Now, Episode VII and any future movies aren’t being made because George Lucas has a story he wants to tell. They’re being made because Disney wants to make a profit. Don’t get me wrong, I enjoy plenty of stories that are told from that motivation. But the unique magic of Star Wars is gone now. If I want a Disney-owned media-spanning fictional universe, I already have Marvel. If I want J.J. Abrams to combine old and new actors to revive a space-based adventure series, I already have Star Trek. With George Lucas, Star Wars gave me something I couldn’t find anywhere else. Without him, it’s just another corporate entertainment franchise, and that’s not enough to thrill me.

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As intrigued as I am by the possibilities of crowdfunding, so far my only foray into the waters of Kickstarter and similar sites has been my support of Toad the Wet Sprocket’s new album. I’ve already discussed how much I’ve enjoyed New Constellation, but in November I had the chance to enjoy another fruit of that support. The band was playing at the Keswick Theatre right outside Philadelphia, and not only did I have tickets, but I had the chance to attend the soundcheck and meet the band. This would mark my fourth time seeing the band, but for my concertgoing companion it would be the first. My daughter had taken quite a liking to New Constellation and some of the band’s more famous hits, so this show would be her first pop music concert.

When we got to the theater, a few other Kickstarter supporters were waiting. Shortly after, we entered the theater. It was my first time at the Keswick, which is a very nice theater that feels very comfortable and sounds great. The band was playing “Rare Bird” from the new album, and in the theater it sounded better than I remembered from the studio version. When lead singer Glen Phillips asked if we wanted to hear anything in particular, another fan quickly called for “Throw It All Away,” from 1997’s Coil. I like that song well enough, but I kind of regretted that I didn’t have a lesser-known favorite of my own ready to throw out there.

After another song we moved into the theater lobby and got to talk to members of the band. They were very friendly and open. Phillips talked about his family and fondness for his hometown of Santa Barbara. It’s always good to be reminded that even musicians who have sold millions of records have lives to live when they walk off the stage. He and Alex chatted for a few minutes, and we also had a chance to talk to bassist Dean Dinning. I got to tell the story of how I became a fan of the band in the early ’90s, when the owner of the comic book store that I shopped at gave me the CD single for “Walk on the Ocean.” It was the B-side from that single, “All in All,” that really grabbed me. When I gave my own copy of the CD to Dinning to sign, he echoed my reaction to the song, saying that it definitely would have been a good choice to go on an album.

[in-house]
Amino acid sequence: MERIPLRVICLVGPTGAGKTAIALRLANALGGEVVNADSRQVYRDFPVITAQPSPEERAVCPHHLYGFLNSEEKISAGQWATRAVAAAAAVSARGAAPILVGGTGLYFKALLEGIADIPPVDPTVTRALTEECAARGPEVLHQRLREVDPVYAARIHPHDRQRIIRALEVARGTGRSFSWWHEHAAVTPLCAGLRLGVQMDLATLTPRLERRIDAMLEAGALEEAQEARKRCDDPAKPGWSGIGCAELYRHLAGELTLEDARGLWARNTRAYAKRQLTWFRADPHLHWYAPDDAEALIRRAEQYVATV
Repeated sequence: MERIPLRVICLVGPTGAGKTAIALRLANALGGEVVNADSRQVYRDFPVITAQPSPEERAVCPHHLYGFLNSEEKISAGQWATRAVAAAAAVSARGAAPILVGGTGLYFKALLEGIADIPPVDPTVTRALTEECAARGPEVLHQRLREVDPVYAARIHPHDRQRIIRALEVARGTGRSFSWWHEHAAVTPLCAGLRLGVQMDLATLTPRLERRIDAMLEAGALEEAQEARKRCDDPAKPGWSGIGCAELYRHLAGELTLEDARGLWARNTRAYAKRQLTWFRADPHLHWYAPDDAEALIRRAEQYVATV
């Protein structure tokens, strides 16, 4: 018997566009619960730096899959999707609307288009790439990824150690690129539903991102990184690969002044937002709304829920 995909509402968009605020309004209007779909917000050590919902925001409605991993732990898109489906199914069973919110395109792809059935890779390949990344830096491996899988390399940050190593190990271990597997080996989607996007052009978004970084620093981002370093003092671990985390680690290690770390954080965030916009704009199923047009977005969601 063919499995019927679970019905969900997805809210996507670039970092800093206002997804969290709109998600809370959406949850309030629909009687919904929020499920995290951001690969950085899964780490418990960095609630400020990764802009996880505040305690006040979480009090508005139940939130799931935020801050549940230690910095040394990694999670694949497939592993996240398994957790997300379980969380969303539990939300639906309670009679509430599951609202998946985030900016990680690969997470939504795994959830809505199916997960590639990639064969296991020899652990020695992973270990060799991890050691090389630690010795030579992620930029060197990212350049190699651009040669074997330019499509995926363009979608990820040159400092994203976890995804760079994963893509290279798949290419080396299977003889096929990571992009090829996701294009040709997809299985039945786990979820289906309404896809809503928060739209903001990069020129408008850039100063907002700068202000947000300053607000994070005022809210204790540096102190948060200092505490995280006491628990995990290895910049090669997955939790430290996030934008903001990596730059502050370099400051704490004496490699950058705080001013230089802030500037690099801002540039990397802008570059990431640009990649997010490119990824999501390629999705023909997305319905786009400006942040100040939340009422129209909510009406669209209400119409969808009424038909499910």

We left the theater to get some dinner, and when we returned we took our seats two rows back from the stage. When Toad opened up with “The Moment,” one of my favorite songs from the new album, Alex and I sang along. As great as the music was, the experience was even better because I could share it with my daughter. It also helped that she was really enjoying it, and not just consenting to be dragged to some Meaningful Father-Daughter Experience. On that score, by coincidence, Phillips used Skype to play a cover of Paul Simon’s “Born at the Right Time” for his daughter, who was celebrating her birthday. So there was definitely a theme to the evening.

Alex and I saw that other fans were noticing how well she knew the songs, especially the new ones. I think that when you’re a fan of something that’s been around for a while, it makes you feel good to see that people are still discovering and enjoying the thing that means so much to you. That’s particularly true when the zeitgeist seems like it may have moved on; I think that just as the band has been reinvigorated by recording new material, it’s nice for me to feel like I’m not only trying to preserve a moment from my teens in amber. If other fans feel similarly, I’m not surprised that they would smile when they see a younger fan picking up the torch.

Had I been picking the setlist, I don’t think I would have done a better job of choosing songs. (Maybe I would found a way to work “Fly from Heaven” from Dulcinea in there.) Phillips introduced one of my favorites, “Windmills,” by talking up drummer Randy Guss’ intro, which led Guss to cut said intro short and say, “I wish you hadn’t done that.” In my memory, Phillips and Dinning used this opportunity to start bantering about the literary symbolism of Guss’ multitude of drum solos, but that might have happened at a different point in the show. Either way, Phillips was in good form talking to the audience, including a quick recovery from accidentally saying “Pittsburgh” instead of “Philadelphia.” (To establish that he understood the difference, Phillips described cheesesteaks as “world-famous” while saying that Primanti Bros. were, well, we’ll just say less well-known.)